By Mica Maltzman
When I was younger, around the time of my consecration, my vision of God was simple. Questions like “Who is God?” and “Where is God?” seemed silly, because the answer was literally right in front of me every Friday night on the bimah as I sat in services. God was the man with a cap of white hair, a feathery beard, and wire-rimmed glasses known as Rabbi Reiner. But after years of feeling confident in my image of God, I was shocked when my mother informed me that our rabbi was, in fact, not the divine being that we sang to and about in every prayer.
With this revelation, I began a nearly ten year-long journey in search of what God meant to me. Coming from a family that would describe themselves as “culturally Jewish,” God has never played a pivotal role in my Jewish identity. I’ve always considered my Judaism to consist mostly of waking up at 7:30 am on Sunday mornings for religious school, dressing in whites and khakis for Shabbat at my sleep-away camp, and spending weekends interacting with other Jewish teens at NFTY events. But ever since my image of Rabbi Reiner as God was shattered, I’ve never been sure where God fit into the picture.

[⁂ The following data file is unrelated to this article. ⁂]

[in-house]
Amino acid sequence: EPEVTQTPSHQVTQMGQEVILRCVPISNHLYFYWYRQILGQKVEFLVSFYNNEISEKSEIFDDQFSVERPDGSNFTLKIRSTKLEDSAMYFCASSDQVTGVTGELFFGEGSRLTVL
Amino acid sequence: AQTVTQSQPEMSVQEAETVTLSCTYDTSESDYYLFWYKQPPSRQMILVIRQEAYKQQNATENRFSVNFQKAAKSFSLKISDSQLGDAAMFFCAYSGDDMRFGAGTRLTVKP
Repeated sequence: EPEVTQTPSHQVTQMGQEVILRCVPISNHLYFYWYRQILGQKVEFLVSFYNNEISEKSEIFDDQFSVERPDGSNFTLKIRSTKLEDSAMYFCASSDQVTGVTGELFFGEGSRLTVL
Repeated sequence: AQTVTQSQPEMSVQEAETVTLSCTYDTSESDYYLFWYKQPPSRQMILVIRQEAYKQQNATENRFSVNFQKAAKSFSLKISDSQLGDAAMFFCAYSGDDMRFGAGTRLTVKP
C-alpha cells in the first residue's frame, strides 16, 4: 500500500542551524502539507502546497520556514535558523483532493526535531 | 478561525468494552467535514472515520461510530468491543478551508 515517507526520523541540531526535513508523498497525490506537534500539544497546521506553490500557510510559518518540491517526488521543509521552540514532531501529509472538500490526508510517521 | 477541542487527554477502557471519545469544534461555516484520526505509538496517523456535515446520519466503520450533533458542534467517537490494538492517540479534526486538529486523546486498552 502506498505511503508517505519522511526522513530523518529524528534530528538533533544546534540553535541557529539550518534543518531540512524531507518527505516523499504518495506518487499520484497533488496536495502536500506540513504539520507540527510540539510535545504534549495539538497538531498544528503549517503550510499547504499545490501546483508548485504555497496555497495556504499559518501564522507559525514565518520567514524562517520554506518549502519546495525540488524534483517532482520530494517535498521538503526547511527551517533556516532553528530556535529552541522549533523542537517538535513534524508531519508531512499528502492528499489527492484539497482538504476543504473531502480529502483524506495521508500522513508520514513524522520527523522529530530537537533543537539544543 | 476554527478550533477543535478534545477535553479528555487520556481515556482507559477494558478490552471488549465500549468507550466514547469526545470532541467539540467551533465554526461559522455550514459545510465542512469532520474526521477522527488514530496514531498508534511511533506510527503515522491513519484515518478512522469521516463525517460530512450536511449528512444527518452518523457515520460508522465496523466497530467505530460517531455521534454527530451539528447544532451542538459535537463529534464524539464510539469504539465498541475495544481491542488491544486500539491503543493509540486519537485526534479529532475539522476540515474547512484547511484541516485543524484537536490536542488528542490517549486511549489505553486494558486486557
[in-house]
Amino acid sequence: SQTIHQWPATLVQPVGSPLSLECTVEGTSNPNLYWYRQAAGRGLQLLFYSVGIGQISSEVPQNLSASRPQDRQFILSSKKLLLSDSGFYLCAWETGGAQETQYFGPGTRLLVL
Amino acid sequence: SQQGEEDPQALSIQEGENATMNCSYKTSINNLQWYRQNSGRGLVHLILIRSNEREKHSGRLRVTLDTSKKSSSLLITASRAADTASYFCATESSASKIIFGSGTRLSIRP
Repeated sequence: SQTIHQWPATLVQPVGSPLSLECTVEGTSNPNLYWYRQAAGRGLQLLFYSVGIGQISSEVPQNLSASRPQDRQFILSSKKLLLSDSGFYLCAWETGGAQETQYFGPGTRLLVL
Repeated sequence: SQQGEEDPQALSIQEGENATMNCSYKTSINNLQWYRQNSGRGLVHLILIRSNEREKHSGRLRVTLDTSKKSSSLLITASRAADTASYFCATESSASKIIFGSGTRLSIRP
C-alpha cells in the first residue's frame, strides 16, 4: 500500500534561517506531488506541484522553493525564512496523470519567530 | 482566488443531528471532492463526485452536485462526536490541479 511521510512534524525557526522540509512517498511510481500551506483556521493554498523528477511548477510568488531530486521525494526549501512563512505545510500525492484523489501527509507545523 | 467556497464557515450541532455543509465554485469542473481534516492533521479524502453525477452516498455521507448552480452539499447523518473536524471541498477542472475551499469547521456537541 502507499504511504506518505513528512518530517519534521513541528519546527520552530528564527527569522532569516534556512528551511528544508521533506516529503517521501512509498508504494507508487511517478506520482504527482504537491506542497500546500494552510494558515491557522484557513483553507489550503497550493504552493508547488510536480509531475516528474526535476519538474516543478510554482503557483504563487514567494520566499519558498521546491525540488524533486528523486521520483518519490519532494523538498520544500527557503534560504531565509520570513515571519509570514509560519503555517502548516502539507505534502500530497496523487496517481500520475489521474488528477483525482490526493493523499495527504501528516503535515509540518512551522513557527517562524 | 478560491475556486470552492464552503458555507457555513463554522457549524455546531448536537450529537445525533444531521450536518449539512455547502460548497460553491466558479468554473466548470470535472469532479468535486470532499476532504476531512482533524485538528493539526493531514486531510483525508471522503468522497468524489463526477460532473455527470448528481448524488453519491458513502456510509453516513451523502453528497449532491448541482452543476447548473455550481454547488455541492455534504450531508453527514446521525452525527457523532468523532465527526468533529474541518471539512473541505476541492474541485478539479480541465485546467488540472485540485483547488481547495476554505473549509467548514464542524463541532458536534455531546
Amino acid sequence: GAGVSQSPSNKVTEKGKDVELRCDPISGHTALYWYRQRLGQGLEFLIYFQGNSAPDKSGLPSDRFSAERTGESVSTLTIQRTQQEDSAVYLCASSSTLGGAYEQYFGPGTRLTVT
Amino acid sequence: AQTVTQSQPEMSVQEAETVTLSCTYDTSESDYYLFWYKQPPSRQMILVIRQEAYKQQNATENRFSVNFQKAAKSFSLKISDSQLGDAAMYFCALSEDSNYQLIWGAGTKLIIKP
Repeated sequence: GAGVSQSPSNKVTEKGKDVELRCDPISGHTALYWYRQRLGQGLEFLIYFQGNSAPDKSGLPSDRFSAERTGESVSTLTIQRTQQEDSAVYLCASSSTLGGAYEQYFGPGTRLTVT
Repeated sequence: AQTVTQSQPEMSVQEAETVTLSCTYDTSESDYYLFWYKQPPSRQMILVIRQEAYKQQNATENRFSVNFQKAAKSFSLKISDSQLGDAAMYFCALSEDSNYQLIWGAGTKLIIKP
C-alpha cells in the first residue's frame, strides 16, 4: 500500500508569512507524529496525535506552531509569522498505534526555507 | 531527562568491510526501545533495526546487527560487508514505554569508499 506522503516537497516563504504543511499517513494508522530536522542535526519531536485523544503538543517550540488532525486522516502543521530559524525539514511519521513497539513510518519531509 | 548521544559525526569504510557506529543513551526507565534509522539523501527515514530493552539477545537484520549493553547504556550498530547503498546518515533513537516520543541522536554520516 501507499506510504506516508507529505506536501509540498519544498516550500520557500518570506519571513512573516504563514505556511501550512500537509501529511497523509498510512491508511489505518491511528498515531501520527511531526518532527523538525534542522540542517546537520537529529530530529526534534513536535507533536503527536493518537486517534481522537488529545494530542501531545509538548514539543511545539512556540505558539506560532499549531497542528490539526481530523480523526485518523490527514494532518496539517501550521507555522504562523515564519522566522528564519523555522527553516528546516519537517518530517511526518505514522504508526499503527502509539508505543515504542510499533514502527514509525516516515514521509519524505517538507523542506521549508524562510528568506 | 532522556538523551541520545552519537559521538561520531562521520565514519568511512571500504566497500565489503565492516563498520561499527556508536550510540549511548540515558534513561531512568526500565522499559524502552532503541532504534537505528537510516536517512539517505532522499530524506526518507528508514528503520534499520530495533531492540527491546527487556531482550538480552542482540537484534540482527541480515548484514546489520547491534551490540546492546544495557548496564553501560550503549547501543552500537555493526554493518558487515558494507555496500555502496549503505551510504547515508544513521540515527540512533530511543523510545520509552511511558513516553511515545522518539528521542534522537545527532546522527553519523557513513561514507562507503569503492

While my mother shocked me with this hard truth, she also handed me a clean canvas for my perception of God that left infinite directions for me to go in. The Jewish spaces I found myself in quickly filled that canvas with colors and shapes.